Eating less and exercising more often gives no results and leave many people feeling frustrated, and hopeless. Their last resort is commonly some extreme diet program that has rapid results. Sadly, and most likely, the fat returns faster than it came off.
The hormones of metabolism are complex and many. Let’s start with the 3 most common hormones of metabolism and the things that affect them.
Thyroid hormone, insulin and cortisol. These make up the “Metabolic Triad”. When any one of them is ‘out of whack’; the others are affected and your metabolism slows down. You struggle to burn fat no matter how hard you try.
When you are under ongoing stress, even if you’re used to it; your cortisol levels are affected. When too high, your body is in a ‘tear down’ state. We call this ‘catabolic-anabolic imbalance’. Instead of being able to build muscle, you store fat more easily.
This state of chronic stress slows down your thyroid hormone. Think of Caveman. He had a fairly simple life. Other than being under threat of attack by a wild animal, which is transient; the only time he had stress was when the leaves turned brown and he started to worry about his food supply. This state of ongoing stress caused a shift in his thyroid hormone levels and how they work. His metabolism slowed down in order to store more calories from smaller amounts of food. This is how he survived the winter.
As you continue to be under long term stress, with work and maybe a second job; maybe financial or family stressors, relationship struggles or aging parents… whatever your case might be; your ability to make higher amounts of cortisol slowly diminishes. Your body is getting depleted of all the building blocks it needs to continue to cope. You make less cortisol: your stress coping hormone.
You may notice that you can’t take on the same number of commitments as before. A sense of overwhelm might creep in at times. Perhaps your motivation is waning. You may find yourself needing that afternoon cup of coffee to keep going, even an extra one in the mornings. And fatigue sets in. Even your memory ‘is shot’ or you feel like your thoughts are a fraction slower than they used to be. This is because you burn out your brain and your body chemistry at the same time. High cortisol has been shown to ‘shrink’ your brain. Prolonged high cortisol (stress) destroys the memory cells in your hippocampus, the centre of memory. This is why you feel like you’re getting dementia when you undergo a lot of stress.
Things you can do:
- Be grateful. Gratitudes and journaling daily help lower your stress.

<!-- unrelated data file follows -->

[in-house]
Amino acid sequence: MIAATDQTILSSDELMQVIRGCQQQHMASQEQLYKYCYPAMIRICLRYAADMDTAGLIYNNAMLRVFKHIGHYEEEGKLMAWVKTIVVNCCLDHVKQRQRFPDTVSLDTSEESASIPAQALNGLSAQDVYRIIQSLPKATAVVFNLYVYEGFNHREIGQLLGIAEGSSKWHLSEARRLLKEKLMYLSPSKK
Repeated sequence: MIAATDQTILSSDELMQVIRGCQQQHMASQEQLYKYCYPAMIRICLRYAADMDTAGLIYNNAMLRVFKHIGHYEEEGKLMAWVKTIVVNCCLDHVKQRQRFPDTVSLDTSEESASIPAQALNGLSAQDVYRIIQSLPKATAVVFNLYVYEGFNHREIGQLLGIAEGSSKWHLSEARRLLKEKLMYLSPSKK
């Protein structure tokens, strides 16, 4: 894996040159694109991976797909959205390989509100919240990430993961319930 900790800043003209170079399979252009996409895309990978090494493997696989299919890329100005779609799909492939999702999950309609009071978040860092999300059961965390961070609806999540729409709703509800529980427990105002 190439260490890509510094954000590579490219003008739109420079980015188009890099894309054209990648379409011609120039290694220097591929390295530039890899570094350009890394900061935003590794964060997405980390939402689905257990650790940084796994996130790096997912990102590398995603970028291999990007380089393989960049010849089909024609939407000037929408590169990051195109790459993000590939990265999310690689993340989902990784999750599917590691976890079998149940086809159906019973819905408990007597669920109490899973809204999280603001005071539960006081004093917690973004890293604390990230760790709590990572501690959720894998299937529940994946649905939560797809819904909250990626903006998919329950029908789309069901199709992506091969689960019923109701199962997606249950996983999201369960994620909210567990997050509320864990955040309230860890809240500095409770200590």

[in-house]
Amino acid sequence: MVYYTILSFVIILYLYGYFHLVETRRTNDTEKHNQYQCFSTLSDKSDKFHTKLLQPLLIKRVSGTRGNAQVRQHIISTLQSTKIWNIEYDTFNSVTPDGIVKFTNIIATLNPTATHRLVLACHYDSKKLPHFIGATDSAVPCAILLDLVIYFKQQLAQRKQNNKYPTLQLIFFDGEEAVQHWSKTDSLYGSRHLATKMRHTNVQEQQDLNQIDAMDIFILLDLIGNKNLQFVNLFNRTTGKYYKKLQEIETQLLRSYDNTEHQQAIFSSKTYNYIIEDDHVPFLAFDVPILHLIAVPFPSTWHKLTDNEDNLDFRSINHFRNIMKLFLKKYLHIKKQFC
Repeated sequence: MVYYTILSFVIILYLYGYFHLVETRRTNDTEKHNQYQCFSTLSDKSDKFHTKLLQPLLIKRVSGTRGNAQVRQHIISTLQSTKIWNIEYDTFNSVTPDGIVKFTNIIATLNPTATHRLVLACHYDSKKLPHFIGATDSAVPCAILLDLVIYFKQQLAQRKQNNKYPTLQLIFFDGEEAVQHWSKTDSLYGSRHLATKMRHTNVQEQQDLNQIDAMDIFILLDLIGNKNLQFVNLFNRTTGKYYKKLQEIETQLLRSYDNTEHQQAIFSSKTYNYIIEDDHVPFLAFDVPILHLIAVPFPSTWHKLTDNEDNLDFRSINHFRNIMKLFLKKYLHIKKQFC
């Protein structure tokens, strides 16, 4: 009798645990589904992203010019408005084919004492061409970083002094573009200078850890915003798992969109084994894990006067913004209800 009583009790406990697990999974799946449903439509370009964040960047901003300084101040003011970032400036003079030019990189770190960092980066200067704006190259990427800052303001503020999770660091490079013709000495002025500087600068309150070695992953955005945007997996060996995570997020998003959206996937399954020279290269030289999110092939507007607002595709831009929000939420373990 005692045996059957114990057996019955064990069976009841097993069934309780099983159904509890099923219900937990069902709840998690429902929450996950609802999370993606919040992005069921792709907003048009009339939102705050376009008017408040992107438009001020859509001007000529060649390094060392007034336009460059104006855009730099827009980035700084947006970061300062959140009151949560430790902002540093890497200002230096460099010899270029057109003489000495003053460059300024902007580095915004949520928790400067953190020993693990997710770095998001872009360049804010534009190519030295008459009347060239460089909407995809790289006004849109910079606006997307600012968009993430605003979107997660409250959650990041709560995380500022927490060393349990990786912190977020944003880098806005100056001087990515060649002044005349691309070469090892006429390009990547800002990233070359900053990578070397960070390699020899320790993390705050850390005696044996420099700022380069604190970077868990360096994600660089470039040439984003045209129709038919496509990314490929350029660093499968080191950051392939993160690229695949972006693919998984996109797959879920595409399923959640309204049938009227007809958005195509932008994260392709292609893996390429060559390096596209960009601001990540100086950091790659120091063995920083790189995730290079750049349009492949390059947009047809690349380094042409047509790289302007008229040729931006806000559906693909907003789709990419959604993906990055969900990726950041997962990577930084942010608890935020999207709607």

- Be mindful. Practising mindfulness has been shown to lower your stress response. Mindfulness Based Stress Reduction (MBSR) is well studied and a great alternative to meditation.
- Let it go! Don’t dwell on the things you cannot change!
In the quest for weight loss or ‘extreme fitness’ there is a tendency to over exercise.
Consider that your genetics have not evolved too far from Caveman’s. He was active throughout the day. Bursts of higher intensity exercise at times and for shorter periods. Not ‘spin class’ or Cross fit for an hour! I’m not saying don’t do it, however it is not a natural activity for man. In doing so, you are depleting essential nutrients that could be used for other essential functions. This is in the face of already depleting levels of cortisol. So if you want to continue your high intensity exercise, ensure you have an adequate exercise repletion protocol in place. Email [email protected] to receive the protocol.
Simply put, high intensity exercise is another stress that leads to further cortisol and essential nutrient depletion.
Things you can do:
- Check in with your body. Does your exercise rejuvenate you or make you tired?
Are you more achy after exercise and feeling worn out?
If so, it’s time to slow down.
Often, patients find better weight loss results when they decrease their amount of exercise to fit with their levels of cortisol and thyroid and insulin.
- High Intensity Interval Training (HIIT) can be completed in under 15 min with great results.
- Tabatas are also quick, high intensity short workouts that are very effective. (Again, if you have dysregulated cortisol, this may not always work. Consult a doctor who can look at these levels and prescribe the correct type of exercise to maximize your results and your metabolic triad).
Sacrificing sleep is one of the worst things for your metabolism.
Make sleep a priority.
If you have trouble falling asleep, or if you have a second wind that keeps you up into the wee hours of the night, or if you have a busy brain and feel
like the night disappeared before you could sleep deeply: you likely have issues with cortisol levels.
Sleep apnea is another metabolic blocker and an issue that you may have and be unaware of.
Insomnia, whether it is initial (trouble falling asleep), middle (awakening during the night), or terminal (early morning awakening and cannot go back to sleep) will block your metabolism and make fat burning very difficult.
Insomnia implies disturbance in not only cortisol, but hormones like progesterone and melatonin; and brain chemistry like serotonin.
All these levels can be measured and corrected with specialized testing; so you can have a restful and refreshing sleep and a healthy metabolism.
Things you can do:
- do not use your electronic devices before bedtime. Avoid your TV screen and anything stimulating or involving bright or flickering lights.
- your bedroom should be used for sleep and intimacy only.
- if you awaken in the middle of the night and lie there tossing and turning, leave your room and read or journal. Then return to bed when you’re ready to fall asleep.
- keep your room cool and completely dark. Not even the light from a charger or an alarm clock should be emitting while you’re sleeping.